• Draft the Contracts Necessary for Your Business 
    • While the life-blood of your business is the cash flow that runs your company, its heart is the sum of all the contracts you execute. While there are some contracts that are ubiquitous in all types of business, each area of business has its unique types of agreements and contracts native to its particular concerns. Many of the contracts you sign will already have been drafted by the other party (ex. vendor agreements) but you should have a file with contracts that your company drafts (ex. independent contractor agreements). An attorney can help you draft agreements that meet your business needs and protect you from liability.
  • Sign the Real Property Lease
    • This is a very important document since it will constitute an agreement you have to commit to for a number of years whether business is booming or not. The good news is that you have some leverage to modify the lease to your benefit. Unlike most residential landlords, a commercial property landlord is willing to make concessions to lease you their space.  Think long and hard about the pros and cons of the space you are considering before you do so. Don't hesitate to contact a lawyer to help you here.
  • Familiarize Yourself with Employer Laws
    • Whether you hire independent contractors or employees, as soon as you hire even 1 worker, you need to make sure that you are complying with federal and state labor laws.  Talk with an attorney to help you navigate this area.
  • Familiarize Yourself with Intellectual Property Laws
    • You would be surprised how many businesses create and own intellectual property and are not even aware of it. In addition, workers for a business create intellectual property that might or might not be owned by the business. Talk with an attorney about protecting your IP and how to monetize your IP.
  • Register Your Copyright, Trademark and/or Patent
    • Depending on the nature of your business you will need to copyright, trademark or patent a number of things. Even if at the moment your business does not to register any intellectual property, think long and hard about what could be potential intellectual property your company may end up creating, possessing or acquiring in the long run and develop a strategy for handling them (which should include registration).
  • Register a Fictitious Business Name
    • If you are using a different name for your business then register the name in your county. 
  • Get State and Local Business Licenses
    • Depending on the type of business you conduct, you may first need to get permission from the state, city or municipality you operate in. Contact your state's appropriate agencies to make sure that you get the licenses and permits you need to be in compliance.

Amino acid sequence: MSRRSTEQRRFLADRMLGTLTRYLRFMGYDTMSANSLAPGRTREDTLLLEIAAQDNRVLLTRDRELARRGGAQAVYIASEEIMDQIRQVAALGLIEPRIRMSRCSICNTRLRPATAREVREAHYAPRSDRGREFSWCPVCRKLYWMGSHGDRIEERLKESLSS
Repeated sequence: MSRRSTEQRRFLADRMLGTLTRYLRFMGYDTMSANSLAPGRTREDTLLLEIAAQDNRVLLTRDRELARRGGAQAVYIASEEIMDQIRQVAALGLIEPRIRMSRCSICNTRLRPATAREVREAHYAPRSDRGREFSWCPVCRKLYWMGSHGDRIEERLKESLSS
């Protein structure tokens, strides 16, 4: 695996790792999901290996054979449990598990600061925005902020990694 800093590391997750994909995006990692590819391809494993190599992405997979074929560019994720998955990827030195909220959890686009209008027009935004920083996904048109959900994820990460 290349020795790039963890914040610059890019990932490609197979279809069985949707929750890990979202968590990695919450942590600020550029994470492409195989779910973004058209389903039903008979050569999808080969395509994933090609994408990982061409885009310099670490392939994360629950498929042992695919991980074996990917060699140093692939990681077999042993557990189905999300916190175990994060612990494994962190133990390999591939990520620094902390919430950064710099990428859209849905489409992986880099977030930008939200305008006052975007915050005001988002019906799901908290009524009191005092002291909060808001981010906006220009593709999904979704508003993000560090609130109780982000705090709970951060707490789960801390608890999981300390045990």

• Employer Filings and Withholding
    • Classify the worker as an independent contractor or an employee. If the worker is an employee then withhold, deposit, report and pay employment taxes. 
  • Worker's Compensation and Other Insurance
    • Worker's compensation insurance is required by law if you have employees. You also may want to obtain property, errors and omissions, liability and up to 10 other types of insurance that your business might need.
  • Keep Your Records Straight
    • File and store all the agreements you've drafted and signed and the permits, licenses and official documents you've received in a safe but accessible place. Also, store all the important job-related documents in regards to hiring, training, keeping and firing employees in an employees personnel file. Maintain proper accounting records, understand your contract terms and ensure that you track the dates for renewing the leases, permits and licenses to keep your business running smoothly.

This overview is intended to give you a grand perspective of your business's start-up process. Hopefully, this will give you the knowledge to know what you need. If you'd like more help with any of these steps or with any other steps more specific to your business, then feel free to contact me.

~~ Danny Jiminian, a New York-based attorney, representing and advising clients in the areas of business law, intellectual property, sports/entertainment and non-profits. For more information, visit: www.djimlaw.com.

Disclaimer: This article is for informational purposes only and does not constitute legal advice nor create an attorney-client relationship. You are urged to seek the advice of an attorney who can provide counsel with respect to your corporate, business, labor, contract, intellectual property, taxation and other law matters.